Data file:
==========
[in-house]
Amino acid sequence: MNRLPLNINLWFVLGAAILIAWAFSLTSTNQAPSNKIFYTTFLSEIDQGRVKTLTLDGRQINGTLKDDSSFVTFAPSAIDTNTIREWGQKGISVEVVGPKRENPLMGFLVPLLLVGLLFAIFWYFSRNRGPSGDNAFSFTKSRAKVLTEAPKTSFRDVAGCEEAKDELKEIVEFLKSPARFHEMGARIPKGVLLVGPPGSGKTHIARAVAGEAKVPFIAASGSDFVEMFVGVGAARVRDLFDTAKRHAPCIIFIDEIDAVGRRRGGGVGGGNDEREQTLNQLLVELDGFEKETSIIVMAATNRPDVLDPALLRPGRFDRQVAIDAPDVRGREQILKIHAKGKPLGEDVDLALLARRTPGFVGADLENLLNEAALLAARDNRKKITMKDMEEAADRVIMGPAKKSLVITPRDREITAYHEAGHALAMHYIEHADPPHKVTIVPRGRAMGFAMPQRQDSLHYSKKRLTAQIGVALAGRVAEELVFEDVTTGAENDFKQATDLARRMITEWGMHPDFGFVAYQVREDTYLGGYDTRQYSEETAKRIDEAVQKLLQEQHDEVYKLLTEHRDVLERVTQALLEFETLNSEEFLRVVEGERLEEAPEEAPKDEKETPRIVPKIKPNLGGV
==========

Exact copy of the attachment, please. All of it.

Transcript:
[in-house]
Amino acid sequence: MNRLPLNINLWFVLGAAILIAWAFSLTSTNQAPSNKIFYTTFLSEIDQGRVKTLTLDGRQINGTLKDDSSFVTFAPSAIDTNTIREWGQKGISVEVVGPKRENPLMGFLVPLLLVGLLFAIFWYFSRNRGPSGDNAFSFTKSRAKVLTEAPKTSFRDVAGCEEAKDELKEIVEFLKSPARFHEMGARIPKGVLLVGPPGSGKTHIARAVAGEAKVPFIAASGSDFVEMFVGVGAARVRDLFDTAKRHAPCIIFIDEIDAVGRRRGGGVGGGNDEREQTLNQLLVELDGFEKETSIIVMAATNRPDVLDPALLRPGRFDRQVAIDAPDVRGREQILKIHAKGKPLGEDVDLALLARRTPGFVGADLENLLNEAALLAARDNRKKITMKDMEEAADRVIMGPAKKSLVITPRDREITAYHEAGHALAMHYIEHADPPHKVTIVPRGRAMGFAMPQRQDSLHYSKKRLTAQIGVALAGRVAEELVFEDVTTGAENDFKQATDLARRMITEWGMHPDFGFVAYQVREDTYLGGYDTRQYSEETAKRIDEAVQKLLQEQHDEVYKLLTEHRDVLERVTQALLEFETLNSEEFLRVVEGERLEEAPEEAPKDEKETPRIVPKIKPNLGGV